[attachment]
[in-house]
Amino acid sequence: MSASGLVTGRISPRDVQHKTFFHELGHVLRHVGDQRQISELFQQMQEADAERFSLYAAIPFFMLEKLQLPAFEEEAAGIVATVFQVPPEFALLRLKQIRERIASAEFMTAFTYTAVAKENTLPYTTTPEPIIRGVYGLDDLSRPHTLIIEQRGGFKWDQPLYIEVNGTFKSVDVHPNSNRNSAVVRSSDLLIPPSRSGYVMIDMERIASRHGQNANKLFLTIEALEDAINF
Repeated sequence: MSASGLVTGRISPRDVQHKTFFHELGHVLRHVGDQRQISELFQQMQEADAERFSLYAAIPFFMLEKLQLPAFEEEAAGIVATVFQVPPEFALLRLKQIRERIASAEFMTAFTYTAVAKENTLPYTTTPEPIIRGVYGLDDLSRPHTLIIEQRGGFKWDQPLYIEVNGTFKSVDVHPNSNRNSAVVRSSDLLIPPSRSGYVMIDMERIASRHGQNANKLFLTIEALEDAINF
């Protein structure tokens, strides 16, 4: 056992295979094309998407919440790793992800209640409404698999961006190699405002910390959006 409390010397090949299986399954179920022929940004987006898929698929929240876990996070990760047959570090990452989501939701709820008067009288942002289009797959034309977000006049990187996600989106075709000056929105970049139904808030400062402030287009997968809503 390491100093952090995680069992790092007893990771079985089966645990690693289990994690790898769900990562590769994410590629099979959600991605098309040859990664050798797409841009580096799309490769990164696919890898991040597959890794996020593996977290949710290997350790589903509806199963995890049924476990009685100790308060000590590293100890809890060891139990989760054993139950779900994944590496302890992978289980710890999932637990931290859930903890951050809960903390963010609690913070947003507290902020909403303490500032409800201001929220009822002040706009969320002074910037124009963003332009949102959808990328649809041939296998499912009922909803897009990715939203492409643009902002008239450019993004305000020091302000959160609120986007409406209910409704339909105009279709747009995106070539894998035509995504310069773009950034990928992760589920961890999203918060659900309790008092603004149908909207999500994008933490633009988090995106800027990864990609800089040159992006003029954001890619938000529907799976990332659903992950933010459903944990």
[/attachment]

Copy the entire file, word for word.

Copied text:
[in-house]
Amino acid sequence: MSASGLVTGRISPRDVQHKTFFHELGHVLRHVGDQRQISELFQQMQEADAERFSLYAAIPFFMLEKLQLPAFEEEAAGIVATVFQVPPEFALLRLKQIRERIASAEFMTAFTYTAVAKENTLPYTTTPEPIIRGVYGLDDLSRPHTLIIEQRGGFKWDQPLYIEVNGTFKSVDVHPNSNRNSAVVRSSDLLIPPSRSGYVMIDMERIASRHGQNANKLFLTIEALEDAINF
Repeated sequence: MSASGLVTGRISPRDVQHKTFFHELGHVLRHVGDQRQISELFQQMQEADAERFSLYAAIPFFMLEKLQLPAFEEEAAGIVATVFQVPPEFALLRLKQIRERIASAEFMTAFTYTAVAKENTLPYTTTPEPIIRGVYGLDDLSRPHTLIIEQRGGFKWDQPLYIEVNGTFKSVDVHPNSNRNSAVVRSSDLLIPPSRSGYVMIDMERIASRHGQNANKLFLTIEALEDAINF
């Protein structure tokens, strides 16, 4: 056992295979094309998407919440790793992800209640409404698999961006190699405002910390959006 409390010397090949299986399954179920022929940004987006898929698929929240876990996070990760047959570090990452989501939701709820008067009288942002289009797959034309977000006049990187996600989106075709000056929105970049139904808030400062402030287009997968809503 390491100093952090995680069992790092007893990771079985089966645990690693289990994690790898769900990562590769994410590629099979959600991605098309040859990664050798797409841009580096799309490769990164696919890898991040597959890794996020593996977290949710290997350790589903509806199963995890049924476990009685100790308060000590590293100890809890060891139990989760054993139950779900994944590496302890992978289980710890999932637990931290859930903890951050809960903390963010609690913070947003507290902020909403303490500032409800201001929220009822002040706009969320002074910037124009963003332009949102959808990328649809041939296998499912009922909803897009990715939203492409643009902002008239450019993004305000020091302000959160609120986007409406209910409704339909105009279709747009995106070539894998035509995504310069773009950034990928992760589920961890999203918060659900309790008092603004149908909207999500994008933490633009988090995106800027990864990609800089040159992006003029954001890619938000529907799976990332659903992950933010459903944990």